The Last Entry / Bookends

I just went back & read my very first blog post. It feels like it was a million years ago. Can I still call myself infertile now that I’ve borne a child? Yes, I think so (seeing as how I couldn’t get pregnant without extreme intervention). Still, it feels strange somehow. It’s familiar and foreign at the same time — like my body, which has returned to its former weight but not its former shape. I have scars that ache from time to time. Body parts have been stretched and pulled, severed and sewn back in a way that still feels alien to me. On the other hand, my body has achieved the miraculous. She has not only nourished and sustained life, but provided the perfect sustenance for the first six months of my daughter’s life. It continues to amaze me – even after 13 months now – that I make milk!

My world has changed almost completely.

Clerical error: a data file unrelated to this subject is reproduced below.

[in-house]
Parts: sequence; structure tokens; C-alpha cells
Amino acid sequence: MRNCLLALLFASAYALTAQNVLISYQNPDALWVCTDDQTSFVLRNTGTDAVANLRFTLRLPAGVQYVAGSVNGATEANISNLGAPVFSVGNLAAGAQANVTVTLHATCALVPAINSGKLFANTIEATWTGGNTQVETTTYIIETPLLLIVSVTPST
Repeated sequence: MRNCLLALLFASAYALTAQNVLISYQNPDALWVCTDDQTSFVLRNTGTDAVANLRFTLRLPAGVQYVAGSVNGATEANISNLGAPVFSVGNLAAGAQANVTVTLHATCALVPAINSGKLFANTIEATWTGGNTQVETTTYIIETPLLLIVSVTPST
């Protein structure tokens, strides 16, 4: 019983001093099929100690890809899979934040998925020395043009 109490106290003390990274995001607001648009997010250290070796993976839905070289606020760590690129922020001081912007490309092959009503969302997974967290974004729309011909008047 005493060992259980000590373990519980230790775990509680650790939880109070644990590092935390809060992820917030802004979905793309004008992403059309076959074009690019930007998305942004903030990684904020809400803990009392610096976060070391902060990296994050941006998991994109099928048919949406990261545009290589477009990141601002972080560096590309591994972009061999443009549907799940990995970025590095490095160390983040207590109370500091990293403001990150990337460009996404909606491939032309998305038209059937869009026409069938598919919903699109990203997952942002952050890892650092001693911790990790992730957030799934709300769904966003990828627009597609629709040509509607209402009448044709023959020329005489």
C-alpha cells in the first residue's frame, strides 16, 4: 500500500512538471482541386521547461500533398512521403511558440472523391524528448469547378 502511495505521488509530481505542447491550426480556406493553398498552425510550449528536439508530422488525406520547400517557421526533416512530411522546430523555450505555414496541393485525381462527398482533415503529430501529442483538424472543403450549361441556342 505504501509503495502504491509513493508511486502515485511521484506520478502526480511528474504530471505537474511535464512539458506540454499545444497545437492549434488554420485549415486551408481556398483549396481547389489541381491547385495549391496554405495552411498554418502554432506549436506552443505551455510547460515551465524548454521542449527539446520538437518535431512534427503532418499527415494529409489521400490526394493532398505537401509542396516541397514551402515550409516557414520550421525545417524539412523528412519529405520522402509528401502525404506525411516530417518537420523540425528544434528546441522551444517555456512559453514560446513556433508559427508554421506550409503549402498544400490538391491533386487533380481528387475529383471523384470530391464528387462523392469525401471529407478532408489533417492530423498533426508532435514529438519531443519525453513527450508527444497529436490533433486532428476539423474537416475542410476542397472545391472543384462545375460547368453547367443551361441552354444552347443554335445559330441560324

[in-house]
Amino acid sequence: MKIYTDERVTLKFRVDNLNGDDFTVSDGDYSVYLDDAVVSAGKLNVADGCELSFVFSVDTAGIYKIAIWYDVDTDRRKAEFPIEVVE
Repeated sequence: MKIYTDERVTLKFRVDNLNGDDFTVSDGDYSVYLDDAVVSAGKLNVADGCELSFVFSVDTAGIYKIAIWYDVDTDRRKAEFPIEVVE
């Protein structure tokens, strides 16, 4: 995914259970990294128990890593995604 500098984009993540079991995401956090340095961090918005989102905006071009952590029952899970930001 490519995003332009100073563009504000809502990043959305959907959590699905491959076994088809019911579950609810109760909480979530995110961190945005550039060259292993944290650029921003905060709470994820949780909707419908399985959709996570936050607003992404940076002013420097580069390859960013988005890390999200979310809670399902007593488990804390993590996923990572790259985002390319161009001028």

All my ‘Are you kidding mes’ have been altered forever.

Are you kidding me?! I got pregnant with the one good embryo we were able to produce after three IVFs?!?

Are you kidding me?! My husband who never wanted children is the most loving father who now adores his daughter more than he ever thought possible?!

Are you kidding me?! I got to have the easiest pregnancy and the most gorgeous baby girl ever?!

Are you kidding me?! I get to stay at home and actually be a Mom to this beautiful little angel?!

Are you kidding me?! After believing she was my last shot at motherhood, I’m actually in a position to try for a sibling for her?!

The blessings go on and on. I wish I could just take this huge lump in my throat that arises whenever I think about just how lucky and grateful I am and make you feel it, too. But there are no words. Language can only deliver a pale facsimile of what I feel. The agony and the ecstasy are far too great to be captured in words. The only way is through.